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Home >> Pilgrim's Pages  >> Sigiriya Rock: Conquering the last mile
 
Sigriya rock

Sigiriya Rock: Conquering the last mile

Recently, I went on a holiday to Sri Lanka. While planning the getaway, I chose easily accessible, interesting places that even my 12-year-old daughter could enjoy. So it was a very ordinary itinerary that included some sight-seeing, a little shopping and a whole lot of relaxing as it was, after all, a holiday. However, suggestions not to miss the must-see places kept pouring in from those who had visited Sri Lanka. One among them was Sigiriya, a UNESCO World Heritage Site. Considered one among the modern wonders of the world, Sigiriya sounded like a place we wouldn’t want to miss. My cousin, who was accompanying us on this trip, added it to the itinerary, as an after-thought.

While at the hotel, I did some research. Sigiriya was a huge rock, 200 metres high, in the shape of a sitting lion and you had to climb to its head to get a bird’s eye-view of the entire island. Although I learned some fascinating things about Sigiriya, my mind was stuck on the rock’s height. Being the unfit, non-athletic person that I am, from that very moment, I decided I wouldn’t be able to scale it to the top.  At best, I’d climb a few steps and then wait somewhere, in case my travel companions wanted to continue the ascent.

We could see the rock from our hotel room and each time I saw it, it looked a little more majestic. But the day before our trek to Sigiriya, my daughter fell sick due to an ill-timed heat stroke. We decided to let her rest at the hotel, while we went to the rock fortress. When I reached the gates of the rock and paid for the tickets, I had no idea what I was going to do there. Suddenly, a man in his 60s, walked up to us asking if we needed a guide. After some hesitation and haggling, we agreed to hire him.

Sigiriya was carved into a fortress by the king of Sri Lanka, Kashyapa I around 475 CE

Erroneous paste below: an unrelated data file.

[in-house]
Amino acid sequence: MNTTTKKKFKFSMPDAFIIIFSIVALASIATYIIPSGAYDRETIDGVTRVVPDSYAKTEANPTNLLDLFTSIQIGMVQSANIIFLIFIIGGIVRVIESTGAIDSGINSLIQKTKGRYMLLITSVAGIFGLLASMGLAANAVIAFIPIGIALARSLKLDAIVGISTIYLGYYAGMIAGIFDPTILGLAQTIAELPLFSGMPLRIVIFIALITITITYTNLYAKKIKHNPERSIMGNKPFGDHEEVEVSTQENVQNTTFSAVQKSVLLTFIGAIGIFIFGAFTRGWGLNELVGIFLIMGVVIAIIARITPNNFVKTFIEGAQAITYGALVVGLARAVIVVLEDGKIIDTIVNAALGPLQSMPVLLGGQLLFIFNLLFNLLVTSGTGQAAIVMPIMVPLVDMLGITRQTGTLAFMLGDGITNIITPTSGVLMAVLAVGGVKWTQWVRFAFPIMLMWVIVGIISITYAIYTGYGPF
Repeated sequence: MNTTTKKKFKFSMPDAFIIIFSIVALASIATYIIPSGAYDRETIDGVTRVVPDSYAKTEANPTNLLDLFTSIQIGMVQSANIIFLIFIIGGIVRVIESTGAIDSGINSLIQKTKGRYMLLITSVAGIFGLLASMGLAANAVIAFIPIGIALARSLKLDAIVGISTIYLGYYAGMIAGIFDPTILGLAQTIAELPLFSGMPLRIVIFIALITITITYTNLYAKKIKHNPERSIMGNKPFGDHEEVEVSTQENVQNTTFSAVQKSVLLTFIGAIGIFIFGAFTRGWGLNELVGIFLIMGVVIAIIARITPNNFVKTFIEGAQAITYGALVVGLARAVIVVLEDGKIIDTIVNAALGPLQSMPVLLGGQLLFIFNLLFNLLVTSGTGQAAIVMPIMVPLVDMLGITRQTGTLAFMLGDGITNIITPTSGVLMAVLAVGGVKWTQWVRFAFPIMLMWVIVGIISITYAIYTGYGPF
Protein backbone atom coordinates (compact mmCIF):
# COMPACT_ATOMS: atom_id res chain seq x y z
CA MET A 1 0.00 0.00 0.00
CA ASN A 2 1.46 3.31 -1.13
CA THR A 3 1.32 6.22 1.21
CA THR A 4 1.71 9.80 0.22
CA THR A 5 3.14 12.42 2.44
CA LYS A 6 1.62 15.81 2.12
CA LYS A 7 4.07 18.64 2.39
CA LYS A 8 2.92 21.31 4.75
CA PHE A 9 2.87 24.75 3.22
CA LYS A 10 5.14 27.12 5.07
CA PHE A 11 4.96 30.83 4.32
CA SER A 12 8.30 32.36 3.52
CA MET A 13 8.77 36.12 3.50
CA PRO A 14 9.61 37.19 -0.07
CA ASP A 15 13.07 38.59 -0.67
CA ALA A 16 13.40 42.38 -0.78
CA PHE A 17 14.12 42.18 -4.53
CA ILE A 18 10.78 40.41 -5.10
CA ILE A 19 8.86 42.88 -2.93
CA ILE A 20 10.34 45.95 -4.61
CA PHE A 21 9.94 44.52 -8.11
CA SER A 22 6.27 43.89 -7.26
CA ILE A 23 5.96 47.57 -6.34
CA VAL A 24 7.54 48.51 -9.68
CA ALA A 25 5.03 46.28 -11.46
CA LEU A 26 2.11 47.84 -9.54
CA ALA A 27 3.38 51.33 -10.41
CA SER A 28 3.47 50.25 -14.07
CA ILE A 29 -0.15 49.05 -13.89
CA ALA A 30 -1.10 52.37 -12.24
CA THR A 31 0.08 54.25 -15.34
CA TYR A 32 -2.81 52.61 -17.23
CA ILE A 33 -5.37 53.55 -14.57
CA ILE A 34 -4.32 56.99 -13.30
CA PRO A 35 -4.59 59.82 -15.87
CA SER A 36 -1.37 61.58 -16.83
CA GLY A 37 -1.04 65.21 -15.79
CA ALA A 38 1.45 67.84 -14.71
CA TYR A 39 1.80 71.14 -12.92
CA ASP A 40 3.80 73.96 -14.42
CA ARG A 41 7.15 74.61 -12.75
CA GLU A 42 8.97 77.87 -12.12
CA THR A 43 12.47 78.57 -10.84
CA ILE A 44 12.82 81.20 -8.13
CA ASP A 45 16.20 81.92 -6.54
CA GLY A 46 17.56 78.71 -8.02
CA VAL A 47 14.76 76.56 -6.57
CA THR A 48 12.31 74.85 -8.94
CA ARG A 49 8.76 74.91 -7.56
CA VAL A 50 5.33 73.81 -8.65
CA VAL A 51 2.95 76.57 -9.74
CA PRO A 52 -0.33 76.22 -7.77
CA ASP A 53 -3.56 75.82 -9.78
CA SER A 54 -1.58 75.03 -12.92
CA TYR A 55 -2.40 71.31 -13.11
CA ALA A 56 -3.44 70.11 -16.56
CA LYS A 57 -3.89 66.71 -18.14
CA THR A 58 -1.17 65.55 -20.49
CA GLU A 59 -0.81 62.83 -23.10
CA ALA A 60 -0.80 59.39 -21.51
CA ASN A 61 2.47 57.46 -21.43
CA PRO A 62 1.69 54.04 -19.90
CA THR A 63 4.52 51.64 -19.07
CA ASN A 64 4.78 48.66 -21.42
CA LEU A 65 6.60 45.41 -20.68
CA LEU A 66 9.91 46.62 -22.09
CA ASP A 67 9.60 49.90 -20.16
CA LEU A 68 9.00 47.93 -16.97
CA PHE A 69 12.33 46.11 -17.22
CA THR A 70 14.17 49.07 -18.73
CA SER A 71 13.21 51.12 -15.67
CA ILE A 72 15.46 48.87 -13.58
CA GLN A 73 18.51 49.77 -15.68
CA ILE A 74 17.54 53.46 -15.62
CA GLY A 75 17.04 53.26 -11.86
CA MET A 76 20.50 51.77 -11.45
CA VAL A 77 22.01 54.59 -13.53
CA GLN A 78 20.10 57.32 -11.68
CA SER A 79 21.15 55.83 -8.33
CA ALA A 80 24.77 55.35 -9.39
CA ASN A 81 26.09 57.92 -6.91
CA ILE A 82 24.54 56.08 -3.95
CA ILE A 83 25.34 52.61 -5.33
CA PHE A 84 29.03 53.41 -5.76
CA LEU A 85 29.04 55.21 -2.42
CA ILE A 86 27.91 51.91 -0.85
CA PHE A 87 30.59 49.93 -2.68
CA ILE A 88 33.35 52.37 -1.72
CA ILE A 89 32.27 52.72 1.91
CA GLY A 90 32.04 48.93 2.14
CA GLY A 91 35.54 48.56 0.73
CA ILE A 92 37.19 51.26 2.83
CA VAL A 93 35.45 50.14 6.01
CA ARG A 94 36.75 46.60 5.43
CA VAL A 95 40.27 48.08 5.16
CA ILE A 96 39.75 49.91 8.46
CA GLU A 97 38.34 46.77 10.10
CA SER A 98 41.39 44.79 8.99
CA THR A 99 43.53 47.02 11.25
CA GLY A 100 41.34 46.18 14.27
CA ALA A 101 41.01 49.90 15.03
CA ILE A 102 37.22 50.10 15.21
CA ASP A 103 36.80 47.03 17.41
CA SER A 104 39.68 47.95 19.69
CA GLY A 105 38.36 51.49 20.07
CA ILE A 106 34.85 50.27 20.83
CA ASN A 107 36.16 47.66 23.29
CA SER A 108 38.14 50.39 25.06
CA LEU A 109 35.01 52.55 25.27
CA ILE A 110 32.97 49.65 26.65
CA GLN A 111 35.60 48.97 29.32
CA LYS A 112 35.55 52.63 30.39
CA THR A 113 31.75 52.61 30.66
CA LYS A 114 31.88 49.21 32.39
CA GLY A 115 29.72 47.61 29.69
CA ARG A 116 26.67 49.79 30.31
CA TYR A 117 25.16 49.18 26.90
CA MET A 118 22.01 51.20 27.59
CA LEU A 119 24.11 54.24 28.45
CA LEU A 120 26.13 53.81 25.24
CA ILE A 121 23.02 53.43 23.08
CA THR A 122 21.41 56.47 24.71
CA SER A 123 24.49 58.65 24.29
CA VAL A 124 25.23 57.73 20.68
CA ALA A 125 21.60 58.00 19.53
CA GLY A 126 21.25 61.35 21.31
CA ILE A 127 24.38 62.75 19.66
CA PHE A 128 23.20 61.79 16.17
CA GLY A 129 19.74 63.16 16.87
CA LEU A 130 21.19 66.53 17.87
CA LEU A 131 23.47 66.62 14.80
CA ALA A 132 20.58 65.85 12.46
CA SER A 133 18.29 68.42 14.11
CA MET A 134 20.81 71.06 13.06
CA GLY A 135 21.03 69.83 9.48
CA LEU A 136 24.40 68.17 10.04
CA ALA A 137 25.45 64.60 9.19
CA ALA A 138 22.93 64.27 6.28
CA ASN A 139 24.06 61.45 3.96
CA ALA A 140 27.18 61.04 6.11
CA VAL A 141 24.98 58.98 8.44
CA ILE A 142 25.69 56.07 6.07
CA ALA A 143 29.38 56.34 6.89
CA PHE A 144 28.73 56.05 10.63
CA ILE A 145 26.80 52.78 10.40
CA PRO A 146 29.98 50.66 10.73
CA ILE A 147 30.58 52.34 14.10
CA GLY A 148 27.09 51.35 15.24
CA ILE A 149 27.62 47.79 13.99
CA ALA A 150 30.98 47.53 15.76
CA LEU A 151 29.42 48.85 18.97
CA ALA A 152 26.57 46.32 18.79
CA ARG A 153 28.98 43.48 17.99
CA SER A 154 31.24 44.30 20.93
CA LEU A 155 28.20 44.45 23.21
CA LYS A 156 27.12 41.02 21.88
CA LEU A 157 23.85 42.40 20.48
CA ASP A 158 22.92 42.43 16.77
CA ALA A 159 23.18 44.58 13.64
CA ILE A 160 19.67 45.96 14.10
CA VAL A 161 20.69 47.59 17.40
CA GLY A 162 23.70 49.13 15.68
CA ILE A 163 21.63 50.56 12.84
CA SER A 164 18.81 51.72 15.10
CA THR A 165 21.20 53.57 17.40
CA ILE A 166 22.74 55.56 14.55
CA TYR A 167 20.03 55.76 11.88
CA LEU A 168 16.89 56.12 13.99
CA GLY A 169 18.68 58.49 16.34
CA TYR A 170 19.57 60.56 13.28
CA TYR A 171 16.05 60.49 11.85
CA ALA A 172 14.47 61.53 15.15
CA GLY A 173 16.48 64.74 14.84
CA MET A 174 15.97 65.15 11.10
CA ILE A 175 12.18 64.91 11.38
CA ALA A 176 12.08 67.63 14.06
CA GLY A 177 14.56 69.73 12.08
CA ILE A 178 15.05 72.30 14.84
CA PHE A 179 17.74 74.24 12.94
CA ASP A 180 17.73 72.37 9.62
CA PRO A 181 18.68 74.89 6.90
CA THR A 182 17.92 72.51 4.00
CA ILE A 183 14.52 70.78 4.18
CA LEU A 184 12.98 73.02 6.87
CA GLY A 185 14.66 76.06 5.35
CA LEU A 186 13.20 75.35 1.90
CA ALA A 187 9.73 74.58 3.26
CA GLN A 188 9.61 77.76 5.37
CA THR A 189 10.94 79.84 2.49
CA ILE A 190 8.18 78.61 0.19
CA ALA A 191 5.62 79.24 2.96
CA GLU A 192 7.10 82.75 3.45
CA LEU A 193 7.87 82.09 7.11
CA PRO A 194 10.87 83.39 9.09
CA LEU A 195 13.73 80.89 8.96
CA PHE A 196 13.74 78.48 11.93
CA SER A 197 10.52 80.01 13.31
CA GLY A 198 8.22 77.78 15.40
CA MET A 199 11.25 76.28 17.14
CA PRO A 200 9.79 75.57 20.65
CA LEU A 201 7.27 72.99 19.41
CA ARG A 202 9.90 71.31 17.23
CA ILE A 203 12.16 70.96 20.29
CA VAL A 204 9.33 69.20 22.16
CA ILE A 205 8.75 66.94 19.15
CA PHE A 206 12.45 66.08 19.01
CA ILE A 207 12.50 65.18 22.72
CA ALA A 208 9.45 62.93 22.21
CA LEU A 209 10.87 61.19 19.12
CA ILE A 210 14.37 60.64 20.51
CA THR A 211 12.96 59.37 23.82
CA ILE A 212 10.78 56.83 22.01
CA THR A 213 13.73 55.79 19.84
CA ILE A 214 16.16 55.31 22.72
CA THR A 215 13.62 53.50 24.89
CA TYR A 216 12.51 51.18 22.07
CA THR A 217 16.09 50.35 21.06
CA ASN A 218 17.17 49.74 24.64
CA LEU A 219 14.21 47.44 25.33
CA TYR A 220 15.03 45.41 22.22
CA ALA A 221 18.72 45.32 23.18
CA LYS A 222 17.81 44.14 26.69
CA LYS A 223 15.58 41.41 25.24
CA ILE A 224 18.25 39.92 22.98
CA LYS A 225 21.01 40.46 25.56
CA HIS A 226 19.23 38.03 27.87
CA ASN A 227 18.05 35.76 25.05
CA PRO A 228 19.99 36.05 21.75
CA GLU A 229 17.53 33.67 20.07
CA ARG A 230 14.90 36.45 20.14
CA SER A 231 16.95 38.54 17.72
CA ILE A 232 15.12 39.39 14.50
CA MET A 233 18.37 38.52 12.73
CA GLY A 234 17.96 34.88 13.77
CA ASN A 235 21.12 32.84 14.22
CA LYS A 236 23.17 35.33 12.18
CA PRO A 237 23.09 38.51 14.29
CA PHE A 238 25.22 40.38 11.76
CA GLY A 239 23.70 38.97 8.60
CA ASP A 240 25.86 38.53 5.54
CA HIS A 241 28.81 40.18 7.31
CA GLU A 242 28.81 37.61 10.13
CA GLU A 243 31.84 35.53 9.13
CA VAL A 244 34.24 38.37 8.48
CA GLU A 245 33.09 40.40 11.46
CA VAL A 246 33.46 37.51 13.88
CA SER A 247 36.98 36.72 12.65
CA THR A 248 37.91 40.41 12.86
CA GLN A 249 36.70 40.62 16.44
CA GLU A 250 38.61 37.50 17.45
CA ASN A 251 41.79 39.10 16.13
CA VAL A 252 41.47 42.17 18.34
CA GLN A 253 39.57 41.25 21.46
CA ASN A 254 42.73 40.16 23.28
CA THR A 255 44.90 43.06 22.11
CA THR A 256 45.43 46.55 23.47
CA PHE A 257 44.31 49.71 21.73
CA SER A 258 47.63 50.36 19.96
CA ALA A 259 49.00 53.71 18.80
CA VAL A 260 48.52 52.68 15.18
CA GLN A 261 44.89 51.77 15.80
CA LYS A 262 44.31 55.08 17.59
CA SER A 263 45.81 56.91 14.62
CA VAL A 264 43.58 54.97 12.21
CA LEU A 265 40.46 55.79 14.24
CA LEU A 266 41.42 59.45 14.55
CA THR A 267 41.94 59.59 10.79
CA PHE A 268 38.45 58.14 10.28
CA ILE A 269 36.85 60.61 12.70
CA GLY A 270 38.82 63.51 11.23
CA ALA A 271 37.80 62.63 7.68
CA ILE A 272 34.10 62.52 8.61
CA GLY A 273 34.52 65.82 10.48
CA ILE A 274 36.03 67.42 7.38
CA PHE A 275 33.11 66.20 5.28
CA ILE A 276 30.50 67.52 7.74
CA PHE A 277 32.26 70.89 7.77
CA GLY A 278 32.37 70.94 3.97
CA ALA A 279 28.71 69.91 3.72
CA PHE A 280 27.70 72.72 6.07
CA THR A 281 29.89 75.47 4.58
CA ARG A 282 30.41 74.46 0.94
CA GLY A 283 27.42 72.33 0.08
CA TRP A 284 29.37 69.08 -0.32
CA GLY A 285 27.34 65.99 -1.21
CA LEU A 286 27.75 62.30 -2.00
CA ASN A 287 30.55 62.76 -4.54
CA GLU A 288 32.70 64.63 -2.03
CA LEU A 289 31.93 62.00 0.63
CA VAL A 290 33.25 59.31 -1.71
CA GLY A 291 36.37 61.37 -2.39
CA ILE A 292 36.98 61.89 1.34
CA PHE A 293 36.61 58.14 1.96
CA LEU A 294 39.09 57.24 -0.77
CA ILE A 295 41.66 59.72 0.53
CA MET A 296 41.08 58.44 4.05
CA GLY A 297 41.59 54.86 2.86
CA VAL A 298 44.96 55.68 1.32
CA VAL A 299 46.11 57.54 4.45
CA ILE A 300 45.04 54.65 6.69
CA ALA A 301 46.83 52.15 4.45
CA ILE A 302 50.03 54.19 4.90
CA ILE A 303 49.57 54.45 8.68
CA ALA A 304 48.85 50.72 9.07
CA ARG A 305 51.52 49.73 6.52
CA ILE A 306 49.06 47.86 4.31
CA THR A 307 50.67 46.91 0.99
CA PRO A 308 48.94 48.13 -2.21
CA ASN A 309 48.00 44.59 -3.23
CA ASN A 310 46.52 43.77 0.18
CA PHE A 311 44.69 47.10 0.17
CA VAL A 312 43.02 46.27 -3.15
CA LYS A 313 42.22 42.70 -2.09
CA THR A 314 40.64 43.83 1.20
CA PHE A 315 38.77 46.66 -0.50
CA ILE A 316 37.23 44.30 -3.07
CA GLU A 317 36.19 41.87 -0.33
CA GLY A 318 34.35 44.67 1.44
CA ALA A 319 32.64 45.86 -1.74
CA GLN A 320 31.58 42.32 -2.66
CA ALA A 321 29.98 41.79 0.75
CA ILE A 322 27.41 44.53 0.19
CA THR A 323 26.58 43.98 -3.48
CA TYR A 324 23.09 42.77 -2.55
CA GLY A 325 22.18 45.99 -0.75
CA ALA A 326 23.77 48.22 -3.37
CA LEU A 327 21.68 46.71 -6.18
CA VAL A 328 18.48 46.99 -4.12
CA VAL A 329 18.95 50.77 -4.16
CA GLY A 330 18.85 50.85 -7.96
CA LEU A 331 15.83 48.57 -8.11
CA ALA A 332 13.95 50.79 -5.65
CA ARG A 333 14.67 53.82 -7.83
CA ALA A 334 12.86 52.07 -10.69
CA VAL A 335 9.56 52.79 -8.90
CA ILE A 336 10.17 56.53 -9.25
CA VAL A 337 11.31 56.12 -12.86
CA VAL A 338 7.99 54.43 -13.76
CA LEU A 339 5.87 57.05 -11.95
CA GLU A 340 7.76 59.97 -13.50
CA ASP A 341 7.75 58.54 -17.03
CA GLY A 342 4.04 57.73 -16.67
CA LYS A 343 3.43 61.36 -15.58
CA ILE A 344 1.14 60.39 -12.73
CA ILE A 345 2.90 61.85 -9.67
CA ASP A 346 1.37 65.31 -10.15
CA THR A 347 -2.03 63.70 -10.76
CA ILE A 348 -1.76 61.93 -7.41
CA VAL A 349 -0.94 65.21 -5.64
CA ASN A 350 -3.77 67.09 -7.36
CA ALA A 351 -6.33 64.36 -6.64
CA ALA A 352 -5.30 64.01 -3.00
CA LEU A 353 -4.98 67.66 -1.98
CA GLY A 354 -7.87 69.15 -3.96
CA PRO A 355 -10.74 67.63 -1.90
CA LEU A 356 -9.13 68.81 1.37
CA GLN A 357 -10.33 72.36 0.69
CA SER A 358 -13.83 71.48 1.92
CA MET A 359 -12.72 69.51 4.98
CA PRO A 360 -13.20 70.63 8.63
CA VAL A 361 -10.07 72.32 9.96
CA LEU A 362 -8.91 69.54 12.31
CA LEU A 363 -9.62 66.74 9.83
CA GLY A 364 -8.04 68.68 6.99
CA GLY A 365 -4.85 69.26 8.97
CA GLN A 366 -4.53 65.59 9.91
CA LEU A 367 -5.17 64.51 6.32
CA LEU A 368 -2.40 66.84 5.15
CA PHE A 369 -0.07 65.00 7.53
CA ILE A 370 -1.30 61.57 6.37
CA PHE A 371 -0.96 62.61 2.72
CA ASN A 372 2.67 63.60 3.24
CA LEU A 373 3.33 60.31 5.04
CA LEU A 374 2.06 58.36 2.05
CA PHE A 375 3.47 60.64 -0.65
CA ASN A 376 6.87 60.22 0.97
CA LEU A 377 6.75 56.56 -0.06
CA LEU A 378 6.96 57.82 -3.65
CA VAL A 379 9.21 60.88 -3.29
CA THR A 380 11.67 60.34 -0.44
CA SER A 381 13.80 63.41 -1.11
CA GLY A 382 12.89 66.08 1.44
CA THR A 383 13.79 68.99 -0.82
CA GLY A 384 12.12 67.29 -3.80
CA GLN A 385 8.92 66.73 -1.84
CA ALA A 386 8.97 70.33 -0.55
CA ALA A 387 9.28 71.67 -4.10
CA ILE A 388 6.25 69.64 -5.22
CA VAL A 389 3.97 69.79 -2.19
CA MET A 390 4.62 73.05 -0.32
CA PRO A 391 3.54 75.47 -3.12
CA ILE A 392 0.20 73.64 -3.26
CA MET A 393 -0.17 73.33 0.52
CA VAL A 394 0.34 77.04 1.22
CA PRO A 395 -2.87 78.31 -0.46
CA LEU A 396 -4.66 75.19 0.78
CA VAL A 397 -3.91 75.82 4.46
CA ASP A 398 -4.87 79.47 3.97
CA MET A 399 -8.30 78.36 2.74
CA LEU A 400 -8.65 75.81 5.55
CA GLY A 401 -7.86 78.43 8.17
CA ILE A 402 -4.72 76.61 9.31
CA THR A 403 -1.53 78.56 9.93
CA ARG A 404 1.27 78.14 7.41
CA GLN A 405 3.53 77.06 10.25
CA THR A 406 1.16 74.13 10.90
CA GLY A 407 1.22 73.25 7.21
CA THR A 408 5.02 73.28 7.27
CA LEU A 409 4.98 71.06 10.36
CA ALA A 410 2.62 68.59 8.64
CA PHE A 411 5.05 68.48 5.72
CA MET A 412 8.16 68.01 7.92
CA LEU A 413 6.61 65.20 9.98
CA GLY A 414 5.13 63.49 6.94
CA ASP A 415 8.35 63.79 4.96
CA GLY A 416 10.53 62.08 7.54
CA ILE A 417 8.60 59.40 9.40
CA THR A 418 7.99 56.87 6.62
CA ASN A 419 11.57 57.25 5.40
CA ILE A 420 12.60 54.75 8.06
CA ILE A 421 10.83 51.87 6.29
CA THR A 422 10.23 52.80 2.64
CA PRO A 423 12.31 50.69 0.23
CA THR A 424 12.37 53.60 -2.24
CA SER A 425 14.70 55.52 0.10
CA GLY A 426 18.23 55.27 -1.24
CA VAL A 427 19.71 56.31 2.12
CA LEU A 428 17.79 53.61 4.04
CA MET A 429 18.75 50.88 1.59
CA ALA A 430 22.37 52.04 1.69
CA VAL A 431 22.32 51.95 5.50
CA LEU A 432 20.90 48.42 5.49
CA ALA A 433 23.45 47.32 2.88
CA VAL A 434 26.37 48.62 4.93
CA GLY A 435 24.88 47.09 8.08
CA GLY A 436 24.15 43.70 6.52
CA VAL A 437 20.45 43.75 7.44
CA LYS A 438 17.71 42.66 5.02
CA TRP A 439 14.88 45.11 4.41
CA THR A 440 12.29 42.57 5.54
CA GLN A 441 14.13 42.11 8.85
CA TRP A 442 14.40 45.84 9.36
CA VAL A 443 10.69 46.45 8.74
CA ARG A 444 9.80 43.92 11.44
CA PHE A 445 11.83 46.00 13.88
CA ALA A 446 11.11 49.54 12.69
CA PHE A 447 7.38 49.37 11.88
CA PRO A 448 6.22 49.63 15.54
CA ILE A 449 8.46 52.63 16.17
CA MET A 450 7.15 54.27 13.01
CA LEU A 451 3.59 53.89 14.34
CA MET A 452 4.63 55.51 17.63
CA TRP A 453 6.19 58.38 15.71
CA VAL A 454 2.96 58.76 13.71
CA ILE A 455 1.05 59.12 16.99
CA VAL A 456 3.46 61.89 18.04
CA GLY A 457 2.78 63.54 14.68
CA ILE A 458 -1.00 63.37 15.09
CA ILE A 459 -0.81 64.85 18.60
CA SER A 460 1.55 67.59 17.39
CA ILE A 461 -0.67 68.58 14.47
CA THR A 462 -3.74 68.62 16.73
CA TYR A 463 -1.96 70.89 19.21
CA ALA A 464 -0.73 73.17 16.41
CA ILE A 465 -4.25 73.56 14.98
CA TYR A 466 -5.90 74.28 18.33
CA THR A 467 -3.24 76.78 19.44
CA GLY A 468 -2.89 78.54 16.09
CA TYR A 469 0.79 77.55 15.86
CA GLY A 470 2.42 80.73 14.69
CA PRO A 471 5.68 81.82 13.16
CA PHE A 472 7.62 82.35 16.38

Historically speaking

Before the ascent, Albert, now our guide, sat us down and recounted the captivating history of Sigiriya. Carved into a fortress by the king of Sri Lanka, Kashyapa I around 475 CE, Sigiriya was 1,202 steps to the top of the rock. Our guide gently led the way, enthralling us with interesting stories of kings, family feuds, picturesque gardens, swimming pools, and beautiful women. I didn’t even realise I had already begun climbing the steps, such was the charm of the stories we were listening to. It was only after reaching halfway that I felt a little weary and heavy in my legs. All of a sudden, it struck me that we were climbing the Sigiriya rock. Once this realisation dawned upon me, a surge of confidence rushed through my veins. I decided to go through with the rest of the climb to what seemed like the top of the world.

Climbing the ‘Stairway to Heaven’

Every time I felt tired, I told myself, I couldn’t abandon the uphill climb midway as I didn’t want to miss what lay at the end of the trek. I took inspiration from a Buddhist text I had read about a while ago. It gave out a profound life lesson. If you stopped almost at the finish line, how could you accomplish any goal? We took short breaks to drink water, but by then, I could sense an indomitable power to conquer Sigiriya. I was eager to reach the top. So I left the others behind and set my eyes on the summit, fervently motivating myself under my breath till I reached the penultimate landing. There I saw people fainting, just 10 steps away from the summit. My cousin, who was a regular trekker, was also panting and puffing as she sat down almost on the verge of giving up. But there I was, not feeling any fatigue. Instead, I was full of energy and eagerness to complete the last mile. All I could think was keep moving forward, you can’t give up now.

The breathtaking view from the top of Sigiriya

Perseverance pays

After a short rest, we climbed the remaining few steps and reached what to me seemed like the top of the world. I had done it! The entire 1,202 steps in less than two hours. Words fall short to describe the joy, and the sense of accomplishment I truly experienced. Indeed, there was an adrenalin rush in me to keep moving forward until I reached the summit. All that pep talk to myself along the way helped boost my confidence and encouraged me not to give up mid-way. Once I reached the top, momentarily, I felt I could conquer any obstacle from here on. No challenge seemed insurmountable to me. Albert, our sincere guide, and my cousin came along moments later.

The climb to Sigiriya seamlessly turned into a life lesson, as if glowing like a neon sign. It read: All that you need to achieve an impossible goal is perseverance and self-belief.

Edited by Shalini K Sharma

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